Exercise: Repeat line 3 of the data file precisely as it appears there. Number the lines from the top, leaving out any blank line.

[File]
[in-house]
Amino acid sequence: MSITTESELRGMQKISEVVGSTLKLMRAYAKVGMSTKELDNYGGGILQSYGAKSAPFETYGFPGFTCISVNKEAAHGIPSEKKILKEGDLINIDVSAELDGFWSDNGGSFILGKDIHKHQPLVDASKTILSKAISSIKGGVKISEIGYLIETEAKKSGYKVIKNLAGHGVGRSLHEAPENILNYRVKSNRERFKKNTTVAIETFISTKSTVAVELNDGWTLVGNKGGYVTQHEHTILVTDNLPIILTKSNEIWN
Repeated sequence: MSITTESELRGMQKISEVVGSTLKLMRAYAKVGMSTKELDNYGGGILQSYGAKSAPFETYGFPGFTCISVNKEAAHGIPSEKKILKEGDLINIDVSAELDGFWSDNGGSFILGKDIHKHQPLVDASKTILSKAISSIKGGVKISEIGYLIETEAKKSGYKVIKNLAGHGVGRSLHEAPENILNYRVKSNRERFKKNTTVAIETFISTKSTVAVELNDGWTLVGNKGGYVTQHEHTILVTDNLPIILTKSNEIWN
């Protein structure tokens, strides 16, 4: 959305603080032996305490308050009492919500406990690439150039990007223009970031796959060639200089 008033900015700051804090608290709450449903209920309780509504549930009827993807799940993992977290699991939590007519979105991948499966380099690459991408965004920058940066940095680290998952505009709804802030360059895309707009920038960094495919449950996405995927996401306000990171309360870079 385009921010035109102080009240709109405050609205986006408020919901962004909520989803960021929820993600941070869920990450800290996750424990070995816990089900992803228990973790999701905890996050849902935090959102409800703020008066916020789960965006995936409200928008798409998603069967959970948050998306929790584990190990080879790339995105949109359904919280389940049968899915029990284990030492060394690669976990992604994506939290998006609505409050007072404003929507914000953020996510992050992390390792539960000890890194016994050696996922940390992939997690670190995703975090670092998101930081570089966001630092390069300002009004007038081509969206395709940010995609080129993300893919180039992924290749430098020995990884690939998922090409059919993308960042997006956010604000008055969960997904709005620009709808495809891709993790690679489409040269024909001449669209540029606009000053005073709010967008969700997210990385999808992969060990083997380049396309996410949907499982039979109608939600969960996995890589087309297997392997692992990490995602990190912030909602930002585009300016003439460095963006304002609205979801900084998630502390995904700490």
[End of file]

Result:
Repeated sequence: MSITTESELRGMQKISEVVGSTLKLMRAYAKVGMSTKELDNYGGGILQSYGAKSAPFETYGFPGFTCISVNKEAAHGIPSEKKILKEGDLINIDVSAELDGFWSDNGGSFILGKDIHKHQPLVDASKTILSKAISSIKGGVKISEIGYLIETEAKKSGYKVIKNLAGHGVGRSLHEAPENILNYRVKSNRERFKKNTTVAIETFISTKSTVAVELNDGWTLVGNKGGYVTQHEHTILVTDNLPIILTKSNEIWN